- (optional) remove the exhaust if it is in the way by undoing four 12mm nuts
At this point you need to decide whether or not the instrument cluster/dash assembly on your Kubota actually needs repainting. We’ve had good success on several other Kubota’s by machine polishing and then waxing this part rather than dismantling it off the tractor. Once polished and waxed it looks pretty good, very acceptable – the choice is yours really. If you do decide to disassemble the dash, you will need to pull the steering wheel, unhook the wiring and remove gauges. For the Kubota we are demonstrating on here, we took the route of removing the dash assembly as well.
Masking Tape – Use It
With all the orange parts removed from your Kubota you are ready to start masking a couple of things up before laying down the Kubota blue chassis and engine paint. Absolutely nothing says amateur paint job better than an upper radiator hose that is covered in paint, a black radiator that is over-sprayed blue or a starter motor the wrong color! Use some masking tape and paper or use a cardboard scrap to shield those areas while spraying. Do not forgot to mask off the serial number and model identification plate, and cover the air box.
How to Use a Spray Can Properly
It occurred to me that now might be a good time to talk a little about how to properly use a spray can. First, if the instruction on the can says to “shake well for 2 minutes” it means 2 minutes, not 10 seconds. A Kubota spray paint can takes about a minute of shaking before you will hear the ball bearing in the can break free. Once the bearing is moving inside the can, the paint will mix quicker. Shake for 2 minutes!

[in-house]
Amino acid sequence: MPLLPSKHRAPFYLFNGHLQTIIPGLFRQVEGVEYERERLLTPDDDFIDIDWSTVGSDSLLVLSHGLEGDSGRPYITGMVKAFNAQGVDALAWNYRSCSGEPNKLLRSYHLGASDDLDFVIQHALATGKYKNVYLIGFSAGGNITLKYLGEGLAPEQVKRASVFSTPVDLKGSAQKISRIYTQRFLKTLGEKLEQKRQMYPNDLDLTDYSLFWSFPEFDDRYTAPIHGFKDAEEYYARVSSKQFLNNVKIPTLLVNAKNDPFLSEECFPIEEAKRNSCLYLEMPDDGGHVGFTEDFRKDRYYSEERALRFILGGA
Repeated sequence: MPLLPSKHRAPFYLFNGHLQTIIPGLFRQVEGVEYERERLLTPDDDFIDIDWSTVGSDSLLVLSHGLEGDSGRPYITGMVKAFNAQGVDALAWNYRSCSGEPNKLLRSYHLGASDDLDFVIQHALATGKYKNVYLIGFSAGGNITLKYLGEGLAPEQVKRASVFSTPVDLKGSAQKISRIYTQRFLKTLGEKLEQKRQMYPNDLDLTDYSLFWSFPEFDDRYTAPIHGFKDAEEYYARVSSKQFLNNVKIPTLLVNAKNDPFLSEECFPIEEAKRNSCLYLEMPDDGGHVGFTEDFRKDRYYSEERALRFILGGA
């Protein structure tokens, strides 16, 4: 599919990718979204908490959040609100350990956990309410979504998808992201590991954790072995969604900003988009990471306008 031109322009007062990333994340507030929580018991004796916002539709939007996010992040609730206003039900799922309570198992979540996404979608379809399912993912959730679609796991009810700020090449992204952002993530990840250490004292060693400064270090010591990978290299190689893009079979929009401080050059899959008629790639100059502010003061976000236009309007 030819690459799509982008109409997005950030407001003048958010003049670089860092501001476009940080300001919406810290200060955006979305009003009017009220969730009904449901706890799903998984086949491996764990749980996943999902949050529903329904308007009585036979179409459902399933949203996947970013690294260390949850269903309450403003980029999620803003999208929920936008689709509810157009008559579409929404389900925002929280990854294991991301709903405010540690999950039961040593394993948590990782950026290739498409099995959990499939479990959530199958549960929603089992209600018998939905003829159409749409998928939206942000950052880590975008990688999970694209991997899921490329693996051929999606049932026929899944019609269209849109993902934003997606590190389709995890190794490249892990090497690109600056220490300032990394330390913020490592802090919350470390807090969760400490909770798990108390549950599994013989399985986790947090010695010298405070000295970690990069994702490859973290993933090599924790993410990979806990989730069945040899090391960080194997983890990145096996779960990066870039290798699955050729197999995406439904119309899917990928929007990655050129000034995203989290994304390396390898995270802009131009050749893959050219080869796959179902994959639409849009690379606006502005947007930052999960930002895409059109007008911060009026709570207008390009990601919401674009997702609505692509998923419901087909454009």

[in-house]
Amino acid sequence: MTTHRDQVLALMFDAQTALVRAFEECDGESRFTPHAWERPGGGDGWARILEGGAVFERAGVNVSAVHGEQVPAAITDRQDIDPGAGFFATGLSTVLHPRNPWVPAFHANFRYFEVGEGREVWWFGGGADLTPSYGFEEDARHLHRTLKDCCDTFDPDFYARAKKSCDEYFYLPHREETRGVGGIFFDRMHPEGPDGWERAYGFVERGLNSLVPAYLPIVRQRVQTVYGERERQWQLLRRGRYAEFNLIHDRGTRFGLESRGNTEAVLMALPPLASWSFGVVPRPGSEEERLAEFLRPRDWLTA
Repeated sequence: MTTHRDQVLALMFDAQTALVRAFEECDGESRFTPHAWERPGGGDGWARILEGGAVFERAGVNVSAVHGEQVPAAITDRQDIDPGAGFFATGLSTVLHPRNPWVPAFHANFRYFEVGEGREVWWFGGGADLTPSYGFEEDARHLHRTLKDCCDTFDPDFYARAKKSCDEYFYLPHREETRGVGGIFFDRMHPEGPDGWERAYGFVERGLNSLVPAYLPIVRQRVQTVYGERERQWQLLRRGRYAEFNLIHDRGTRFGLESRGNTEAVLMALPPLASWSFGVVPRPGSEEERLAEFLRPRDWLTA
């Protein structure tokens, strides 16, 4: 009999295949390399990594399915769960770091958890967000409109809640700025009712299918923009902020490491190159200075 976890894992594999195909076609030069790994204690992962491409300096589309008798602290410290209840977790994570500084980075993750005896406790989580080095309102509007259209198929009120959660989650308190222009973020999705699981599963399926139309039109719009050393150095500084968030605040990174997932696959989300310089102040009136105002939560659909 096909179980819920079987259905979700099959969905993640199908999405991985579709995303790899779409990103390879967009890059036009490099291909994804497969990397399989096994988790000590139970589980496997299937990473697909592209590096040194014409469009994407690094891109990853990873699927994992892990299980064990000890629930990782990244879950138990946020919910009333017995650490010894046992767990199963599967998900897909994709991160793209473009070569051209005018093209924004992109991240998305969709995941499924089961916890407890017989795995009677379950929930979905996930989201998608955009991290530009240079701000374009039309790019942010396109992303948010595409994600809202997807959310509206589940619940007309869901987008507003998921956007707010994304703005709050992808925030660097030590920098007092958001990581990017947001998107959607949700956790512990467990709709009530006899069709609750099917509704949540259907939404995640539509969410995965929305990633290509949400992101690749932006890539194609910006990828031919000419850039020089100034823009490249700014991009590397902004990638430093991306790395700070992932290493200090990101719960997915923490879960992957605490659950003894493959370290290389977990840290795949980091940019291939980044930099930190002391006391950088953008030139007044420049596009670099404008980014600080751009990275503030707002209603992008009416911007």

When applying the paint, expect your index finger to get real sore, real fast. That is because when using a spray can, you depress the nozzle at the beginning of each pass, and at the end of that same pass. Do not simply push the nozzle down and then move your arm around all over the place. Painting with a spray gun or spray can is methodical and controlled. The paint must be applied in such a manner as to allow the applicator to see the wet edge of the paint being applied and then overlap the subsequent pass, again pushing a wet edge of paint.
You need to make sure that as you come to the end of your pass your arm is kept at the same distance from the surface as when you started your pass. What can happen is your arm moves in an arc getting gradually further away from your work as you move the spray can from say left to right. Train yourself to reposition your body to compensate for this natural arc.
Take a look at your favorite auto parts store for a spray can or gun adapter. It’s a handy, low cost device that snaps onto the top of a spray can and allows you to have a trigger pull on the spray can. Turns your can into mini spray gun!
Do not forget a couple of personal protection items you’ll need to have to pull this paint job off. You’ll need:
- a few pairs of disposable rubber or latex gloves
- good quality paint or strain grade respirator (not a flimsy white paper one)
- shop coat or apron
- safety glasses
At this point we have the right paint in the right quantity, a cleaned, disassembled tractor, we know how to spray and we have our gloves and respirator on. In Part 2, we discuss the details of painting the chassis, engine, transmission and wheels.